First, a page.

There's a tiny but critical collection of neurons in your brain that tells you what to do and when to do it.
It's only the size of a mustard seed, but the suprachiasmatic nucleus, or SCN, regulates when you eat, when you sleep, when you feel thirsty, along with a litany of functions related to social and sexual behaviors.
This little mustard seed is the master clock that keeps your brain and your body synced up. It's what makes one person a night owl and the next a morning lark. And those characteristics appear to be genetic, decided before you were even born, says Seth Blackshaw, an associate professor of neuroscience at Johns Hopkins.
Blackshaw is the author of a new study about the development of the SCN, and his team's findings represent a major step toward better treatments for sleep disorders, even jetlag.
Sleep problems are considered a "public health epidemic," according to the Centers for Disease Control and Prevention. And people's sleeping habits change as they age, a fact that's well established but little understood.
"The shift toward later bedtimes in teenagers, that's really not understood at all at a molecular level," Blackshaw told me. "Teenagers tend to be night owls and as you age you generally tend to shift to being a lark. Nobody really knows why. But it's known that cellular synchronicity within the SCN deteriorates as you age."
We also know that messing with our body clocks feels bad. But being awake when your body wants to sleep is also bad for you.
Studies show that people who work graveyard shifts never completely adapt to their nocturnal schedules. Those workers often have problems with high cholesterol, obesity, and diabetes. Some studies have found working overnight may even increase a person's risk of getting cancer or having a heart attack.
Here's the crazy thing: The clock that keeps you on track isn't just in your brain, but all over your body. Every cell is its own timekeeper rigged up to the SCN master clock, and all those cells have to be properly connected to the SCN to stay in sync. Blackshaw knows this because he tried disrupting the connection.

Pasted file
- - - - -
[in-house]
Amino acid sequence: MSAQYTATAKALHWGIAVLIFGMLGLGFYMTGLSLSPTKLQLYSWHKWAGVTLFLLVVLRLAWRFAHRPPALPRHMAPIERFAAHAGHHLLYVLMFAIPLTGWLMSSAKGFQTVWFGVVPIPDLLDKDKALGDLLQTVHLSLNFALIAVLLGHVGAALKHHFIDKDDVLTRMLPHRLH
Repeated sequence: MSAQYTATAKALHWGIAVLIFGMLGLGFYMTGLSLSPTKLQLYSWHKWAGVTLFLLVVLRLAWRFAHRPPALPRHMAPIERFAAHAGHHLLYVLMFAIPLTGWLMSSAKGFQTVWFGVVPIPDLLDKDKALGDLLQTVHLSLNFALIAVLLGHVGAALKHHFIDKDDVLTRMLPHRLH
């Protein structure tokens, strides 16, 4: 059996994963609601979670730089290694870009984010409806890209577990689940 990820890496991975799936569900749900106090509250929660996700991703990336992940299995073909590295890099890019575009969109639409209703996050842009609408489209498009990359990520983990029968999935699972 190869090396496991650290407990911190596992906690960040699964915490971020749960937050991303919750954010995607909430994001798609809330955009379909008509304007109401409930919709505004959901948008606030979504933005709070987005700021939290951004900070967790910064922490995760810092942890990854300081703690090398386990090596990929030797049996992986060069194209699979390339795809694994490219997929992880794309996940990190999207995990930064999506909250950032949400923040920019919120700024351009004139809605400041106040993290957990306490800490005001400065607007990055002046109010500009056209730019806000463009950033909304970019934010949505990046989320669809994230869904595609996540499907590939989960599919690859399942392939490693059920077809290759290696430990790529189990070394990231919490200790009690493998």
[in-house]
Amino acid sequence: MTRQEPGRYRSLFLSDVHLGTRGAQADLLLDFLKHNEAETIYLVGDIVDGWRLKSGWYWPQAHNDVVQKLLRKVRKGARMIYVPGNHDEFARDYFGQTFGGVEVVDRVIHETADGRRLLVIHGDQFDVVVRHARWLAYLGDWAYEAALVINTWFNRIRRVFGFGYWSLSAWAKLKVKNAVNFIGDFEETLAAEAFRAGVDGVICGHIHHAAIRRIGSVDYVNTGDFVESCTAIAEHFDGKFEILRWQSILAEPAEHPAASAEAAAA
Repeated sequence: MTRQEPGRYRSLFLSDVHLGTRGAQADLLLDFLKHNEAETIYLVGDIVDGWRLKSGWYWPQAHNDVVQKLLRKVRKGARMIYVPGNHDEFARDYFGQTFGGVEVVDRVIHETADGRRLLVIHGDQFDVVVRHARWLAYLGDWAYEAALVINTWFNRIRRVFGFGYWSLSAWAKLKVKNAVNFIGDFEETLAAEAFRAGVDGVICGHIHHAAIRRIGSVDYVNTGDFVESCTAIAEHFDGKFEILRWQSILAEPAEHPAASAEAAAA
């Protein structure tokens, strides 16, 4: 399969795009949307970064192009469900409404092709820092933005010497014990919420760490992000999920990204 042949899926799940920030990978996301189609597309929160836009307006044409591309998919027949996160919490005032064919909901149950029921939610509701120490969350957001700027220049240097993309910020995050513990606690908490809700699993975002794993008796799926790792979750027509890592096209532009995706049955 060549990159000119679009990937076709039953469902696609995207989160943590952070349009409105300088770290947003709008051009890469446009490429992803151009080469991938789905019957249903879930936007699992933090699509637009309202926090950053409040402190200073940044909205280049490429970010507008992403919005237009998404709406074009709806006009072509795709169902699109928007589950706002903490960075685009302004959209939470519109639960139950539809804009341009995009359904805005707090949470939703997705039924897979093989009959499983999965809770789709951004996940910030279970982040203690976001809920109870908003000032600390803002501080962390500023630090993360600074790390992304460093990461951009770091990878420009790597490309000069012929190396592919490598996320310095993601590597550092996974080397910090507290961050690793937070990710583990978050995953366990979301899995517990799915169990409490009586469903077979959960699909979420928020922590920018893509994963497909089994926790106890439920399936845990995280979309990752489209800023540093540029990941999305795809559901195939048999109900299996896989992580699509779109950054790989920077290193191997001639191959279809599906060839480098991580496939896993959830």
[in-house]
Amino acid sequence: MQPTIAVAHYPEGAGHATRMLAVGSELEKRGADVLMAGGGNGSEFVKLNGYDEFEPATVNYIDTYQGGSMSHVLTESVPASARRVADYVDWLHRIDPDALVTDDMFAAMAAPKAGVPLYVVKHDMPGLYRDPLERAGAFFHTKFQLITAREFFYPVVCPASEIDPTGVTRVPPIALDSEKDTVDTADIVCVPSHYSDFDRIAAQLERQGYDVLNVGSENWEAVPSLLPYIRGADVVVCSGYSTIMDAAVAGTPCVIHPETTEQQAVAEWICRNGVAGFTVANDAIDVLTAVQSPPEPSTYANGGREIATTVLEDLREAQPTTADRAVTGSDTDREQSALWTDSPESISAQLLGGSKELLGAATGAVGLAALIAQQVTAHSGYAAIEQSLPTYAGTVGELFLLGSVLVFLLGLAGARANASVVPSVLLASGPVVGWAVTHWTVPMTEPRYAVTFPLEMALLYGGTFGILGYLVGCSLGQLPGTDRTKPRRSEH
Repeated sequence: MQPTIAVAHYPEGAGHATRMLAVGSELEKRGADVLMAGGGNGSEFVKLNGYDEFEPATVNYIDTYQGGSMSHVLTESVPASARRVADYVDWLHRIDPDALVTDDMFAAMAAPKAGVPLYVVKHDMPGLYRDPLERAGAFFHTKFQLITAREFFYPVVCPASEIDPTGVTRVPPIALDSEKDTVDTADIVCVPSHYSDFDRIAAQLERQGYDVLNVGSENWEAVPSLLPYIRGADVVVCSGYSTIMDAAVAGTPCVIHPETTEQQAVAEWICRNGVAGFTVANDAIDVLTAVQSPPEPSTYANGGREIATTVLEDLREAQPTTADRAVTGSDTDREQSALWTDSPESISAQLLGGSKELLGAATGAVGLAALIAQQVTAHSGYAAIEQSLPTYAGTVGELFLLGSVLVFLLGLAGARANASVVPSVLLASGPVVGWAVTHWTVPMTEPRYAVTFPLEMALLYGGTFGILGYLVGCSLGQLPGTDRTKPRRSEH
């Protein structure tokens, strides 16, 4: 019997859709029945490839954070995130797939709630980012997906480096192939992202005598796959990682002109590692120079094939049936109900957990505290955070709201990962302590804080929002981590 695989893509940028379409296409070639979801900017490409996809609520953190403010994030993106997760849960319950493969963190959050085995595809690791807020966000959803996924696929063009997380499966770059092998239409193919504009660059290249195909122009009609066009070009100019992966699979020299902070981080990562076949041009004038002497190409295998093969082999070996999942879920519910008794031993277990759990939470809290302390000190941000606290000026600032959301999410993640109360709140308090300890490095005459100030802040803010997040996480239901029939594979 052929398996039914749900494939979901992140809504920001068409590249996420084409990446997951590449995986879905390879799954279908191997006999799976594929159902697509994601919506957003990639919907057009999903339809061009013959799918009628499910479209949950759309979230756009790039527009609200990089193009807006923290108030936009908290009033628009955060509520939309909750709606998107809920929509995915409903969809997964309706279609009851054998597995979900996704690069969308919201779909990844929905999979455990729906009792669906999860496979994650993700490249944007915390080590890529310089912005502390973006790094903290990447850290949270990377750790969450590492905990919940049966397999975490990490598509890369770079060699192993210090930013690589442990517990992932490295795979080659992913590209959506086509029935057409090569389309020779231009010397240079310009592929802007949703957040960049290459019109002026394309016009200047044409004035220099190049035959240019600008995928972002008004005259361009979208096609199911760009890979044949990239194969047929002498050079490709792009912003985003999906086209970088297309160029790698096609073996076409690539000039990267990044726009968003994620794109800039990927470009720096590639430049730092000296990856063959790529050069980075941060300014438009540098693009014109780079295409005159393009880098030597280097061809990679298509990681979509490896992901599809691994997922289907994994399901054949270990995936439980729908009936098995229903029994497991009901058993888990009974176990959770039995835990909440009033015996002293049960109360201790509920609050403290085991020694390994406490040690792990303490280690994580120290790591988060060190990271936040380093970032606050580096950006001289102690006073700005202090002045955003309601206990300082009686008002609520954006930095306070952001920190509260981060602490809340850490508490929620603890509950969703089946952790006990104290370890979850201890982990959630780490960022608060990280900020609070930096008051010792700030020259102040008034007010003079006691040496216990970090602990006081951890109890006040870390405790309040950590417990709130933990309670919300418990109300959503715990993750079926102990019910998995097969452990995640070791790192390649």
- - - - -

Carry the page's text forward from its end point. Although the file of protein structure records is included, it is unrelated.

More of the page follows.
What he found in the mice was "remarkable" disruption when his team removed a key gene that helps the SCN communicate with other cells. Instead of going about their day on a normal 24-hour schedule, mice started operating as if they had two or even three body clocks governing their behavior at the same time.
"When we take a close look at their rhythms, we start to see real problems," Blackshaw said. "So the clock is still running but it's not as well synchronized. It looks like light can still synchronize their activity rhtyms. But if we put them in the dark... and just examine the core circadian oscillator, we find that it's just massively disrupted."
This matters for humans because we know that there are people out there who have altered circadian rhythms—people who are severe night owls, or those might call themselves both morning people and night owls depending on the day.
Looking more closely at a person's suprachiasmatic nucleus could also help explain why some people who work regular day-time hours develop health problems. If there's a mismatch in synchronicity between someone's master clock and the rhythms in the rest of his cells, that may be a clue that there's something bigger wrong with the SCN or its proteins.
"This tiny little structure controls many, many things," Blackshaw said. "We're talking about a very broad range of physiological processes including not only metabolism but also mood, cognitive function as well, memory, depression, and also reproduction."
All of this raises a question about all those other clocks—the rhythms in every cell that take cues from the SCN on timing. If the master clock is so important, why do we even have all those mini clocks?
Scientists aren't really sure.
But Blackshaw suspects it may be a matter of redundancy. Cell-level clocks—which can keep time without the SCN working for a matter of hours or days after a disruption—are "gyroscopic stabilizers, training wheels on a bike, actually many sets of training wheels."
But your body's clockwork may instead be something simpler and more profound. It may have to do with where all humans begin—as single cells.
"Because if you think about it, single-celled organisms like blue-green algae maintain their own clocks, too," Blackshaw said. "It could well be that the whole process starts with a single-cell oscillator, or clock, that's really baked into the cake when you start to evolve multi-cellularly. It's engineered really deep into the system."
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